The whiteboard is back! Roll Call senior editor David Hawkings looks past the current battle to fund the government to sketch out President Donald Trump’s next budget task – funding the government for fiscal 2018. His ambitions are big, find out how likely they are to get accomplished.
The first 100 days of an administration have been used as a benchmark to gauge the progress made by a sitting president. Donald Trump’s first 100 days are punctuated by successes such as confirmation of a Supreme Court nominee and self-inflicted wounds such as the travel ban, says CQ Roll Call’s White House correspondent John T. Bennett. But what is most striking about Trump thus far, adds Bennett, is the difference between candidate Trump and President Trump.
President Donald Trump is moving on several fronts to deregulate environmental protection, prompting some states to intervene. But deep EPA budget cuts will get tamed by Congress, and the U.S. might stay with the Paris climate accord; even business leaders and conservative voters worry the anti-green push has gone too far, CQ Roll Call’s Mike Magner and Jeremy Dillon explain.
President Donald Trump and congressional Republican leaders may have to move relatively quickly to secure some serious help from the Democrats to avoid budgetary gridlock, Hawkings writes. (Scott Olson/Getty Images)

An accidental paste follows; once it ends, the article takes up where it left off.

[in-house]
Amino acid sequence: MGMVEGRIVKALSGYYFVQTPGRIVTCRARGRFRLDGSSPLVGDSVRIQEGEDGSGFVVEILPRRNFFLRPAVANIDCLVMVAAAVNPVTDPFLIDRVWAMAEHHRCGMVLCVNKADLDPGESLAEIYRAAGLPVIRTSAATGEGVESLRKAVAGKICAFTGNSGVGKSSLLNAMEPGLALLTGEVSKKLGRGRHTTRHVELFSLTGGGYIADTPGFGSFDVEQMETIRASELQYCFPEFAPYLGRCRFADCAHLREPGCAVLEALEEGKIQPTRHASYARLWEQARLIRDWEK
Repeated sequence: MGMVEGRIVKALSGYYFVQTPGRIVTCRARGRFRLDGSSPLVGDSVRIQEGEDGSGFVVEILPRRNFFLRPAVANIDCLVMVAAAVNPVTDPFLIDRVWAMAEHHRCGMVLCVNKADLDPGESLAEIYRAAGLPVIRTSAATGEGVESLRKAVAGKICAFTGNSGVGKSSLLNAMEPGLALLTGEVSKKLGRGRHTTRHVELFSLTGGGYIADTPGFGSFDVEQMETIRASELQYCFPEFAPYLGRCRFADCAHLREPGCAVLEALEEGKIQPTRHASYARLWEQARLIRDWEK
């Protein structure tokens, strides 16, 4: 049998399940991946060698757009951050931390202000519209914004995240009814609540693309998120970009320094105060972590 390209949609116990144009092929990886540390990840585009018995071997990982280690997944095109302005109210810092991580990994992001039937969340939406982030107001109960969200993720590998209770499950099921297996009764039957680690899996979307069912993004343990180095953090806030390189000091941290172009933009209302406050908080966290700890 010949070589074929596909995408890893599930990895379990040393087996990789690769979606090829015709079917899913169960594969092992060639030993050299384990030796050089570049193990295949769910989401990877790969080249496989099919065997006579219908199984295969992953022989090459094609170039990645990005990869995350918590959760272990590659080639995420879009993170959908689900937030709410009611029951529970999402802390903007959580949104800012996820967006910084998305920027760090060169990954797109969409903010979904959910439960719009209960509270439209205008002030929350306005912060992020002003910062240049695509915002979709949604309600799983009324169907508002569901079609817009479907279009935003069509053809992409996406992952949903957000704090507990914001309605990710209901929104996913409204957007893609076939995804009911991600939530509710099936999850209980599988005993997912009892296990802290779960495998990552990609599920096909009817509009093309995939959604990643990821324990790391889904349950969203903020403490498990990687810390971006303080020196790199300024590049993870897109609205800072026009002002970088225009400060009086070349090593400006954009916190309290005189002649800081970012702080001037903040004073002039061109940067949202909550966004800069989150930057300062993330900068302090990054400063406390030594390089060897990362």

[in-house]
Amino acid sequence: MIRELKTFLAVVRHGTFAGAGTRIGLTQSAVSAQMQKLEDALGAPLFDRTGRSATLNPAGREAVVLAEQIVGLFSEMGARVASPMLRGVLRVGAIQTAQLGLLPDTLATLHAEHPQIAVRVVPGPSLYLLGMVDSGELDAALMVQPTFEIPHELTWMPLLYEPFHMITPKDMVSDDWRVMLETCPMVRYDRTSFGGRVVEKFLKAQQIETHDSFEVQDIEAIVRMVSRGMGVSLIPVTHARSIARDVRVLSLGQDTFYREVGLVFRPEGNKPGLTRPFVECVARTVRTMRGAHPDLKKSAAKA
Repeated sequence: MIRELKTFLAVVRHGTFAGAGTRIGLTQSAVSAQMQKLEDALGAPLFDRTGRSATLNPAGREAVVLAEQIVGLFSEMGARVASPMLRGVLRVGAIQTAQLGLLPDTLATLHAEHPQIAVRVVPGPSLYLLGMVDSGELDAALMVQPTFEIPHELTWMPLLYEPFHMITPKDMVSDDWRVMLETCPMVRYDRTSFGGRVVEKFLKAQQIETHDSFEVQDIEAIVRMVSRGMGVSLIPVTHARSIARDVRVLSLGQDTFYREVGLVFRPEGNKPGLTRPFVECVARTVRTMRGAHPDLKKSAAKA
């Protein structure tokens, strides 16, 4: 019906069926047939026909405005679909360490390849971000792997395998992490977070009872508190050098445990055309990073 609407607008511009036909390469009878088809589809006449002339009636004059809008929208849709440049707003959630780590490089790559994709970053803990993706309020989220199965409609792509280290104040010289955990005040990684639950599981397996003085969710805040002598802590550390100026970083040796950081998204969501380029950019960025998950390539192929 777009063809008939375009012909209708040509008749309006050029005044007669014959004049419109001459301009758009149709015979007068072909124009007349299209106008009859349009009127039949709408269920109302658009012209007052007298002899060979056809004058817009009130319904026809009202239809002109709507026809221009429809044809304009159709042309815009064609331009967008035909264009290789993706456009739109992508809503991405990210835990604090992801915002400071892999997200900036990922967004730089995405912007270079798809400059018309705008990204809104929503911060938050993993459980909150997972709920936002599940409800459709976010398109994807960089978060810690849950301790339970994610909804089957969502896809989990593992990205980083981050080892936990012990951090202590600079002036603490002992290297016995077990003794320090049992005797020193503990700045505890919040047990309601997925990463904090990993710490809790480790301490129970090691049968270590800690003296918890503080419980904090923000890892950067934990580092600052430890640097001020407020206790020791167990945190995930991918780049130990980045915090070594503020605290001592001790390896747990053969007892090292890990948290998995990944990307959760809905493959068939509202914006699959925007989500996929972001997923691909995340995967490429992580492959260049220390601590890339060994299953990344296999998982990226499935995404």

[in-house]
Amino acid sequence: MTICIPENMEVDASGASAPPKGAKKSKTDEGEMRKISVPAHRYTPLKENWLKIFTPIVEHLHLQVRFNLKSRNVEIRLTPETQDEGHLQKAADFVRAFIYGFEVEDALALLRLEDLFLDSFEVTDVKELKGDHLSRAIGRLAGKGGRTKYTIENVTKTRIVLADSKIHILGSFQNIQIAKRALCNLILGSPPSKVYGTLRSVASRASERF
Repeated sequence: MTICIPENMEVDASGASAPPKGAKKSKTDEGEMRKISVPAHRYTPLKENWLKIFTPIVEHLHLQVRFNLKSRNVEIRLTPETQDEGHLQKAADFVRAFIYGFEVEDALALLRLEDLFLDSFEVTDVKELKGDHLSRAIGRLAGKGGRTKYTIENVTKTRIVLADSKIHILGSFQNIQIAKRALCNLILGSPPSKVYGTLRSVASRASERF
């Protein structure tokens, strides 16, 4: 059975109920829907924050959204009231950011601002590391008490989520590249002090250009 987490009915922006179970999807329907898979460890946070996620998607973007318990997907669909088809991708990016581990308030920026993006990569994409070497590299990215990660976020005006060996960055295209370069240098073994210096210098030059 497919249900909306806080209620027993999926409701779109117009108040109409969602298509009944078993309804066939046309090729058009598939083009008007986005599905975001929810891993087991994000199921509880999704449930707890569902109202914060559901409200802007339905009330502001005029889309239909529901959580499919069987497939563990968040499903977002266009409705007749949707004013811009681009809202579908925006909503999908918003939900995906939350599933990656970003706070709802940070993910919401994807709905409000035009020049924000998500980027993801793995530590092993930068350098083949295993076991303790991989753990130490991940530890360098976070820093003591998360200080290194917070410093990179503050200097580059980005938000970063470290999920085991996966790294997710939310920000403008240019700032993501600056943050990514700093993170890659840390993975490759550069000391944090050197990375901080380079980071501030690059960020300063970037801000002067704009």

Forget the fake news folderol about another shutdown showdown at the end of next week, because just over the horizon looms the year’s really big fiscal morass.
It’s highly likely that the first order of business when Congress comes back, keeping the bureaucracy humming for just five months, will prove to be the policymaking equivalent of an empty net goal.
President Donald Trump (C) walks along the West Wing colonnade with his daughter Ivanka Trump (L) and his son-in-law and Senior Advisor to the President for Strategic Planning Jared Kushner. (Photo by Chip Somodevilla/Getty Images)
President Donald Trump has a blasé approach to the long list of complaints about his ethical conflicts and quandaries, and his GOP base hardly seems to mind, CQ Roll Call’s lobbying reporter Kate Ackley says. But all the questionable behavior by the president, his senior aides and his family are already giving Democrats on the Hill plenty of talking points for the midterm campaign.
Senate Majority Leader Mitch McConnell has accrued and sustained power in Washington for longer than three decades in part by being a man of his word, Hawkings writes. (Tom Williams/CQ Roll Call file photo)
Thursday’s showdown at the Capitol has been heralded by such melodramatic rhetoric — a miasma of transparent flip-flopping and brazen hypocrisy sullying virtually every senior senator, from both parties — that two genuinely meaningful consequences of the moment may be hard to appreciate.
The first is more obvious: The views of the political minority will never again matter when filling the confirmation-required government job with by far the biggest and longest-lasting impact on the lives of Americans.
California Rep. Devin Nunes is facing criticism for gridlocking the House Intelligence Committee at a potentially historic point in history. (Bill Clark/CQ Roll Call File Photo)
Any search for a single Republican capable of undermining not only his party’s efforts to project a modicum of independence from President Donald Trump, but also the House’s institutional standing in the world of global affairs oversight, would not normally focus on an alfalfa and dairy farmer turned congressman from California.
But such is the uniquely unsettled nature of Washington this spring that the open casting call for the most newly pilloried person at the Capitol this year is over after just 10 weeks, the role awarded by virtually unanimous consent to Devin Gerald Nunes.